2 Awful Retail Stocks for Retirees

The meltdown in the retail sector makes Guess and Ralph Lauren high-risk plays.

Leo Sun
Leo Sun
Feb 21, 2017 at 9:41AM
Consumer Goods

Retirees should invest in well-established companies with wide competitive moats, healthy cash flows, generous dividends, and sustainable payout ratios. But finding companies that fit all those criteria can be tough.

In a previous article, I noted that Barnes & Noble, Vector Group, and Las Vegas Sands all failed those tests due to their high valuations, wobbly business models, and unsustainable payout ratios. Today I'll focus on two companies in the retail sector which retirees should also avoid -- Guess (NYSE:GES) and Ralph Lauren (NYSE:RL).

Retirees should stick with conservative income stocks.

Image source: Getty Images.


Shares of Guess have fallen 60% over the past five years due to sluggish sales growth and waning profitability. The apparel retailer has struggled to counter "fast fashion" apparel players like H&M and Zara, which use analytics to read fashion trends, rotate their products faster, and sell their products at lower prices. Guess is also struggling to match the e-commerce muscle of its direct competitors.

Guess' revenue rose 3% annually to $536 million last quarter, breaking a multi-year streak of top line declines. That figure was amplified by easy year-over-year comparisons and still missed expectations by $15.2 million. The company expects its fourth-quarter sales to rise 3.5%-7.5% annually, well below expectations for 10% growth. On the bottom line, Guess' earnings fell 27% annually to $0.11 per share, which missed estimates by $0.03. It expects its fourth quarter earnings to slump 12%-30%, which also misses the consensus forecast for 5% growth and indicates that the company is relying heavily on markdowns to clear out its inventory.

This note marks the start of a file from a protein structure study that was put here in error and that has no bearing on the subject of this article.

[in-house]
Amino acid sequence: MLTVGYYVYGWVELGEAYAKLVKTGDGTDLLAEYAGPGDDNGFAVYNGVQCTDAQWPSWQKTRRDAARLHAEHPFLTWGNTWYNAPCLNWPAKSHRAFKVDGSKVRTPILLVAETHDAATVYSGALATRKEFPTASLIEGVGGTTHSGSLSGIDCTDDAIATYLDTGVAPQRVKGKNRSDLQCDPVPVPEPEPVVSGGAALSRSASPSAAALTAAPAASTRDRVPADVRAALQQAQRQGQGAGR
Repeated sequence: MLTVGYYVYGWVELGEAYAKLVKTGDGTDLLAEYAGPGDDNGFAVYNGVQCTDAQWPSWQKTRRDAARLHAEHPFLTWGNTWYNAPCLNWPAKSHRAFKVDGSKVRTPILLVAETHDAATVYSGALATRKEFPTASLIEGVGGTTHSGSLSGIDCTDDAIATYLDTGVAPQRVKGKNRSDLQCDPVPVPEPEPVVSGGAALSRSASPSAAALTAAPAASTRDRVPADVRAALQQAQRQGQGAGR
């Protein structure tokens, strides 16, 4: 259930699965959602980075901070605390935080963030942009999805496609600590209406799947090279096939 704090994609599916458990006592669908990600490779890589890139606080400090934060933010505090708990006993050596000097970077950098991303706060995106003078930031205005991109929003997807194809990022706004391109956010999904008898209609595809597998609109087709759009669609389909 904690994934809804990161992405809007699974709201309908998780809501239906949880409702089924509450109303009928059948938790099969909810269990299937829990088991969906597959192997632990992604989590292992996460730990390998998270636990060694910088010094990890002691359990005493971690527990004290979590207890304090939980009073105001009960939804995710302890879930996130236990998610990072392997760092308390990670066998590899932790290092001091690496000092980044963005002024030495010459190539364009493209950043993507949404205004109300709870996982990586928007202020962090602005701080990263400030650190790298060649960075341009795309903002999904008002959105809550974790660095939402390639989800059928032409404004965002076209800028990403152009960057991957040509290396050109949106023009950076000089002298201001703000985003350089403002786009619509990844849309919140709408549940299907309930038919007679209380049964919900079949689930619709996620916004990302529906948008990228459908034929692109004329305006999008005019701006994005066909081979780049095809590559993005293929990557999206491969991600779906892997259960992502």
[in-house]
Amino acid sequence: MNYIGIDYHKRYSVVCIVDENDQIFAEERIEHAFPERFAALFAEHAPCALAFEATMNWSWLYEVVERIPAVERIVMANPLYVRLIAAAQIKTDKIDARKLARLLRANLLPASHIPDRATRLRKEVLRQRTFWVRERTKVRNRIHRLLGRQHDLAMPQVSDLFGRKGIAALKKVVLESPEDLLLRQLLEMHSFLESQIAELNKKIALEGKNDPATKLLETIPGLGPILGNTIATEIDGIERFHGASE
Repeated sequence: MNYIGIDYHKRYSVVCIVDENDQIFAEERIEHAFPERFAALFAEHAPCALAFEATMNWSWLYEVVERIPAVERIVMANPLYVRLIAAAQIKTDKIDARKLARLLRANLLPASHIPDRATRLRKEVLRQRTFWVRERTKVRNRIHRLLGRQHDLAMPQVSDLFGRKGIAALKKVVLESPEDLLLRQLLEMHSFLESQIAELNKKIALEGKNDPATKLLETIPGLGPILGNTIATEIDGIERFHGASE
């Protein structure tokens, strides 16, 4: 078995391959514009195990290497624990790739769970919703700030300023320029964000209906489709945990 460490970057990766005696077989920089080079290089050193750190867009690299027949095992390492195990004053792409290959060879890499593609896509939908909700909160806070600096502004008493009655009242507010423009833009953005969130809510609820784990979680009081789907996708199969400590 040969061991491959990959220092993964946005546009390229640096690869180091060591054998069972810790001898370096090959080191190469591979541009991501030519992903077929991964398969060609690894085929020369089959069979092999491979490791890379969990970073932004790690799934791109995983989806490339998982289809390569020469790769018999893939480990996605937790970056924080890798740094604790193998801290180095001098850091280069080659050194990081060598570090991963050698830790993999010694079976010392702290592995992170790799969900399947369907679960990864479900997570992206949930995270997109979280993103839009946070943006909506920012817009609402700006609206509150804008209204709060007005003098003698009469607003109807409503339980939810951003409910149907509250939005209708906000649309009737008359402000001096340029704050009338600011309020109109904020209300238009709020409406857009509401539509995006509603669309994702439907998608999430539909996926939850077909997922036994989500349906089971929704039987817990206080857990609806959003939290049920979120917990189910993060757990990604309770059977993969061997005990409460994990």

Those bleak numbers cast doubts on Guess' turnaround plans, which include opening new stores, expanding its e-commerce operations, and boosting its comparable store sales to top annual sales of $3 billion by fiscal 2018 (compared to estimated sales of $2.2 billion this year). They also make Guess' 6.6% dividend yield look unsustainable, since the company funded that payout with 120% of its earnings over the past 12 months. That dividend hasn't been raised for 12 straight quarters.

Ralph Lauren

Another victim of the fast fashion shift is Ralph Lauren, which shed more than 50% of its market cap over the past five years. Like Guess, Ralph Lauren's slow-moving, higher-priced apparel failed to impress shoppers, who flocked toward cheaper offerings.

Ralph Lauren tried to counter this trend by hiring Stefan Larsson, a former H&M exec who rejuvenated Gap's Old Navy brand, as its new CEO. Larsson initiated the "Way Forward" turnaround plan, which aimed to shutter about 50 stores and shed 8% of the company's workforce. However, Larsson quit in early February after leading the company for less than two years, reportedly due to creative clashes with the company's founder. In a statement, Lauren stated that both he and Larsson "recognize the need to to evolve," but had "different views on how to evolve the creative and consumer-facing parts of the business."

Ralph Lauren stock plummeted after that announcement, and for good reason. The company's revenue has declined year-over-year for seven straight quarters, and it expects its 2017 revenue to drop by "a low double-digit rate." Analysts expect its revenue and earnings to respectively fall 10% and 12% -- indicating that investors can expect a lot of store closings and markdowns as the retailer desperately tries to win back shoppers. Those problems all indicate that it isn't worth buying Ralph Lauren for its 2.5% yield -- which looks unreliable due to its payout ratio of 114%. That dividend also hasn't been raised for eight straight quarters.

The key takeaway

The retail apparel industry is a brutal one, due to fickle consumer tastes, declining price expectations, and the growth of e-tailers. This has made it tough for iconic brands like Guess and Ralph Lauren, which are too deeply entrenched in their brick-and-mortar ways, to thrive. Therefore, retirees should skip this tough industry and stick with lower risk income plays in other industries instead.